about kairos

Vision
Women living positive lives free from exploitation

Mission
To increase the safety, stability and self-belief of women in Coventry subjected to or at risk of exploitation, through emotional and practical support, advocacy and awareness raising.

History

Kairos WWT was set up in April 1999 to reach out to a group of women that were perceived to be marginalised and vulnerable; women that were caught up in street prostitution. It was recognised that there were many complex issues that bound the women to prostitution and that there was a clear need for a dedicated project that could build relationships with these women and broker the provision of mainstream services that all to often failed to reach the women.

In the formative days, Kairos WWT was run by a small team of volunteers and based on the work of Anawim, a Birmingham based project. Street Outreach was the first service offered and through this initiative the trust of the women was gained and relationships formed. Over the years, and in line with the women’s needs and wishes, the project developed, gaining Charity status in 2002 and opening an evening drop-in, a day session and undertaking key one to one support and advocacy work.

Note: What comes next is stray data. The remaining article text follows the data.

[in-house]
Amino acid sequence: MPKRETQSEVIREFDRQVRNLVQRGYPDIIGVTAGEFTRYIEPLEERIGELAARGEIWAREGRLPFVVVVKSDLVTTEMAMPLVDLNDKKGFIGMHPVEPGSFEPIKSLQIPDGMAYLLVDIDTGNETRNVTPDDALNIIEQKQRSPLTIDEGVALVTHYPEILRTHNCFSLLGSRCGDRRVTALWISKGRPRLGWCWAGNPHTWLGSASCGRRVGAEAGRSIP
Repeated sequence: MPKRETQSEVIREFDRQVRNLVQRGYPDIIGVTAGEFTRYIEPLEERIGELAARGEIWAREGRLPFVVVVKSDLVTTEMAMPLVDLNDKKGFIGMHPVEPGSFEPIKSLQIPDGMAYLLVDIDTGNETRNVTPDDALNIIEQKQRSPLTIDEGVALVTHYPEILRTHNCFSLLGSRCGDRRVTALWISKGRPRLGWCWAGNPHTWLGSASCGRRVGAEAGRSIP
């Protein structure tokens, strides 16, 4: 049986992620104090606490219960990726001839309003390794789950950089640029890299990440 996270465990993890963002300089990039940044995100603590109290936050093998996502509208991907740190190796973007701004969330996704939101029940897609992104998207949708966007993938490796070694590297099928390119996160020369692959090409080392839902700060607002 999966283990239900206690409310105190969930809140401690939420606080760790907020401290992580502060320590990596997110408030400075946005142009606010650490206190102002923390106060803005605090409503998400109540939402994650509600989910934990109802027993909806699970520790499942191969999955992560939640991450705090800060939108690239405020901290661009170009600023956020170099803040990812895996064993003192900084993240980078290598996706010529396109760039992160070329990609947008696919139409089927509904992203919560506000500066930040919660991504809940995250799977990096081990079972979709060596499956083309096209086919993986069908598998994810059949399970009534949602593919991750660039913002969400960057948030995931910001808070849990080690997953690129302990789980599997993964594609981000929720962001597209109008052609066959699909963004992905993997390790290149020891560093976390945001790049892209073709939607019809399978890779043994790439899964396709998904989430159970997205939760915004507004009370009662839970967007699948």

Kairos WWT now employs a team of 10 staff to undertake the work and is supported by a team of round 20 volunteers. On average, the project engages with 60 service-users each month. The organisation has made links with other agencies in the city to mutually support their work and now offers a wide range of services to engage with women at every step of their journey. In 2012, Kairos WWT expanded its mission by developing a prevention strand of our strategy, called ‘Feeling Safe’ and more recently we launched ‘A Home of Her Own’ to address the specific housing needs of women. We are part of Coventry Women’s Partnership, which has been established with 4 other organisations in Coventry to ensure women in the city feel supported in safe environments, empowered, and believed. We want to break down barriers for women in accessing crucial services and make engaging with support easier.

Finding routes out of prostitution can be a difficult and lengthy process. Research undertaken by the Home Office and reported in ‘A Co-ordinated Prostitution Strategy and a Summary of Responses to Paying the Price’(2006), highlights the indispensable role that dedicated projects play in building relationships with women involved in prostitution, brokering the provision of mainstream services and improving access to drug treatment, accommodation and health care. Without the work undertaken by KairosWWT many of the needs of women subjected to exploitation within the city would go unmet.